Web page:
I recently purchased Adobe Soundbooth for audio editing and sweetening of soundtracks. It’s normally a part of a large, and expensive, “suite” of Adobe programs. But Adobe recently made Soundbooth available as a standalone app at a lower price.
I’ve used Adobe software for many more years than I should admit, usually for graphics production… Photoshop, Illustrator, Acrobat Pro, etc. While their stuff has never been cheap, they have always produced pro-grade products that deliver real work.
Soundbooth is turning out to be a similar experience. Like the others I’ve used, it’s a good, capable program with lots of flexibility. I haven’t used it with video files yet, but just to get my feet wet, I decided to try some music remasters of old vinyl that I have, and see if I could transfer the result into iTunes. Vinyl records– especially the classics that I grew up with– were made with vinyl in mind as its final output. The format was part of the musical decisions the bands made, and it has a characteristic sound. And for those of us who are a certain age, we remember that “sound” of a vinyl record as part of the music. Old Beatles records sound better with some turntable rumble and a few crackles and pops at the head. It was all a part of the experience… the giant cardboard squares with all the groovy graphics, the bonus of a printed paper liner, or better yet, a separate sheet with lyrics, methodically cleaning the grooves and checking the needle for the evil dust, and then you “dropped the needle.” The resulting thud and the crackles that came just before the music only heightened the anticipation. The whole thing became a ritual. It made music more fun.
I used Soundbooth to import a record side– complete with the crackles and rumble– as an MP3 (though there are several other file formats that I can use), then cut each song out of the side and save it as an individual file. It was a simple matter to add fade ins and fade outs before program audio starts. Then, just for grins, I used the advanced graphic EQ to add a little “air” to the top end and a slight bump to the bass, while cutting out the freq beyond the range of the vinyl… at least the vinyl I have. Most of the records are somewhat worn, and my transfer process didn’t yield any audible program material much above 15kHz, so that was notched out, and the same with subsonic rumble below 31 hz. Switching the EQ in and out showed a nice, though subtle, improvement.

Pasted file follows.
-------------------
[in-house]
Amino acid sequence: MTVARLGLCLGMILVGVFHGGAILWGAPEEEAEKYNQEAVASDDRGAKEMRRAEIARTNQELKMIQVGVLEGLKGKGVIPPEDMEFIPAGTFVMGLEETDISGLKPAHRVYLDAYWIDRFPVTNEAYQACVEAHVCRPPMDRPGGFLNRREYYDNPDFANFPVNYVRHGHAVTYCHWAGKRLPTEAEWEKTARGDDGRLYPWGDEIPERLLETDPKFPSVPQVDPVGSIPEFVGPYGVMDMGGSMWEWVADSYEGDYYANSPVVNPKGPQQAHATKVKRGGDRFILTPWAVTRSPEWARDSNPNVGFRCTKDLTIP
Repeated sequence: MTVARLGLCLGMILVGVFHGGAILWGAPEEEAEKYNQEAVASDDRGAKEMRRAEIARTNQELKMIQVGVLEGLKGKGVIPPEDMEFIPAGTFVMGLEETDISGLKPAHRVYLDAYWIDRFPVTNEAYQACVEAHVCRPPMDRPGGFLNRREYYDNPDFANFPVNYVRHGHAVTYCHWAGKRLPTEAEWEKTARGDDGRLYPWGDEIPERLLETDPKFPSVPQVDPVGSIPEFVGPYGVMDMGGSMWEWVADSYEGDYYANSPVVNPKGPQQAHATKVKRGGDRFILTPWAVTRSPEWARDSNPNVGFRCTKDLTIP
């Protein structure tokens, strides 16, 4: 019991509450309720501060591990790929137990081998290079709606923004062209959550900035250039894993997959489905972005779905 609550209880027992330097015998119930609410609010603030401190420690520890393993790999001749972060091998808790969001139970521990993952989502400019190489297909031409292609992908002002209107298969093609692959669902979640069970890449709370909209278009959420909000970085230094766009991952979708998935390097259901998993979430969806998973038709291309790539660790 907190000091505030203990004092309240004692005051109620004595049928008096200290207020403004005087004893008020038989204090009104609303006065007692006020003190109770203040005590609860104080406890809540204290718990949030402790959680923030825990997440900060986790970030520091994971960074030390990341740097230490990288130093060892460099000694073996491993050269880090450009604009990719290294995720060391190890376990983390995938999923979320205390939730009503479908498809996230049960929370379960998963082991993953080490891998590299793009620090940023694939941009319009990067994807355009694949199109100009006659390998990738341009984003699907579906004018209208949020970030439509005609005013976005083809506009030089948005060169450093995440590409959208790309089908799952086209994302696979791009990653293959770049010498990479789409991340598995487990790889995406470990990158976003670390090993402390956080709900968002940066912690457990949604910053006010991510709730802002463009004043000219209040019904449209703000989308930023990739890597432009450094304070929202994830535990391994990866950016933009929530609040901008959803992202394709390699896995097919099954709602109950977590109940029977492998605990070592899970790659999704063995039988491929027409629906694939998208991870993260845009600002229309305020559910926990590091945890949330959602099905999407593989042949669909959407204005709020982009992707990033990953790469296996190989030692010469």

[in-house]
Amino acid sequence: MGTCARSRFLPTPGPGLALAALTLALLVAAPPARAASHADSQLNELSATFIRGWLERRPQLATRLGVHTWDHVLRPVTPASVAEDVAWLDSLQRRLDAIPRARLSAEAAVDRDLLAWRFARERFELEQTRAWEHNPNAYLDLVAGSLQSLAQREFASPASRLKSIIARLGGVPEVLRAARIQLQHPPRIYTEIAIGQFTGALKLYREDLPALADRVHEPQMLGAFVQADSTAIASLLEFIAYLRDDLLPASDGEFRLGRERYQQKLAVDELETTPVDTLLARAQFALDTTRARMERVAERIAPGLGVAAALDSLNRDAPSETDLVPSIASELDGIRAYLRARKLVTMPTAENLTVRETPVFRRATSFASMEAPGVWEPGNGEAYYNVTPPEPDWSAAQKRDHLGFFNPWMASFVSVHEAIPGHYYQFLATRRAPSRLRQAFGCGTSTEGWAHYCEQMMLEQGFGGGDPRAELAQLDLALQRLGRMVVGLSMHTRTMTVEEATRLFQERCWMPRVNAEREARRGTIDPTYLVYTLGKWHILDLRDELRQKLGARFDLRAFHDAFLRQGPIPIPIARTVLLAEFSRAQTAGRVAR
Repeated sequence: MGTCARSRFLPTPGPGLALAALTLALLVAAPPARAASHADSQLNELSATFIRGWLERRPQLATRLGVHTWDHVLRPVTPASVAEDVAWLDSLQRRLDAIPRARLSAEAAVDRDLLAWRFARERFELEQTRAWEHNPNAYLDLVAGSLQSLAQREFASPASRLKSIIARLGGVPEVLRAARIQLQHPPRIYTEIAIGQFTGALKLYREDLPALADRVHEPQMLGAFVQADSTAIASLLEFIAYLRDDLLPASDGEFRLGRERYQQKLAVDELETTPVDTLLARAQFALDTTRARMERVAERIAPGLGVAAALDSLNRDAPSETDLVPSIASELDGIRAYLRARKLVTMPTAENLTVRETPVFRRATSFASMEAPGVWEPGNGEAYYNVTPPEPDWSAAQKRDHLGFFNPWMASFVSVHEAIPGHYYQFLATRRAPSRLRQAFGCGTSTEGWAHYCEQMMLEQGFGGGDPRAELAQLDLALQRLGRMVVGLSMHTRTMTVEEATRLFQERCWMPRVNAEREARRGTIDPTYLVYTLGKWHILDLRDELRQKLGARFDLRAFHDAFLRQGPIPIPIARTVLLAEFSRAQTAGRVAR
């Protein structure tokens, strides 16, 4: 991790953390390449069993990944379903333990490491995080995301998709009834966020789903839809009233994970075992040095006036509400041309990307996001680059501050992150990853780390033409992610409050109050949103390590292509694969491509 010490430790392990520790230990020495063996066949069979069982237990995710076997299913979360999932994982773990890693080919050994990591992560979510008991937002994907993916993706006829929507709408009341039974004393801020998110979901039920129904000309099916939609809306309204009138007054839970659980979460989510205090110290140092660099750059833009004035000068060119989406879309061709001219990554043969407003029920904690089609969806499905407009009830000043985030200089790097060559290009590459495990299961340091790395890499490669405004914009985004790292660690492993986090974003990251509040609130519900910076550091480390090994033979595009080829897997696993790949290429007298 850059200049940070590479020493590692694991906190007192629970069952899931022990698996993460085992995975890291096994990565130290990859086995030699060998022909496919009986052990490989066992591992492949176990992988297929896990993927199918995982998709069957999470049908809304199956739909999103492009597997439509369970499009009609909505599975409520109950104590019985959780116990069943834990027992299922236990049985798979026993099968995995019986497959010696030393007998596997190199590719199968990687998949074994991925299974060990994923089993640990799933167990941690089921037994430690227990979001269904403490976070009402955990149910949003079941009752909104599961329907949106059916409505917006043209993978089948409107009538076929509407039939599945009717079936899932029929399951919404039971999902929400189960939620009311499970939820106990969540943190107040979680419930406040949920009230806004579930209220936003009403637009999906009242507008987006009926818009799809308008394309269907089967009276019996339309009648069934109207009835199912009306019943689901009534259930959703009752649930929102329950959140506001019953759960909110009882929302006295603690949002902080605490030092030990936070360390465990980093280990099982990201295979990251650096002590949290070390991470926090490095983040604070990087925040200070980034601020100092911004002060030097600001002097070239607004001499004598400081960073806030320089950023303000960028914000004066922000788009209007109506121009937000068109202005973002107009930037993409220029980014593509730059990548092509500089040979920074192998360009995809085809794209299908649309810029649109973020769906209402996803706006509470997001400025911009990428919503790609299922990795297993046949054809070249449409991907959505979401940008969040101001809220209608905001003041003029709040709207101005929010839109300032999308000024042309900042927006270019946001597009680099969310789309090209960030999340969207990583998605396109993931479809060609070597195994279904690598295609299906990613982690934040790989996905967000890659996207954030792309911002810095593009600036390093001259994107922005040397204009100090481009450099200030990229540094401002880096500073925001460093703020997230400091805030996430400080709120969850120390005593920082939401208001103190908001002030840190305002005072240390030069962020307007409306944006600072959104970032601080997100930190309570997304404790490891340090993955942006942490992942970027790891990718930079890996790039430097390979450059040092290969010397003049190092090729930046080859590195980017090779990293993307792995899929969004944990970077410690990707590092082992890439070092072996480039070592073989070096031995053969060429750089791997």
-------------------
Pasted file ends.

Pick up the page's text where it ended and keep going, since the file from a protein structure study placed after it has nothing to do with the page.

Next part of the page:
There are several otther “effects” that are available in this program, including parametric EQ, reverb, noise gates, compressors, expanders, etc. I haven’t had much of a chance to play with these yet, and most wouldn’t really apply to this particular job anyway. Being a former mastering engineer myself, I was careful not to change much of the EQ that the original engineers so meticulously set for each record.
After I applied a slight amount EQ and trimmed the heads and tails, I went through and fixed any particularly loud pops or scratches using a “reduce noise” command only at the offending sections. This leaves most of the program untouched.
After saving these doctored files, I moved them into the folders where iTunes stores its music. They appeared in iTunes as “unknown artist” and “unknown album,” but the song titles were there, and they played. I just had to “get info” about each song and manually add the album name and artist. Then iTunes moved the files into their correct folder, and the album appeared in the iTunes library. I even added the album artwork by dragging the image from Wikipedia articles.
All in all, I’m quite pleased and will probably look into buying the other Adobe production programs. That’s not to say I loved everything… there are a few odd bugs that need fixing, and this program could really, REALLY use a good printed manual. But I’m enjoying myself with it- BG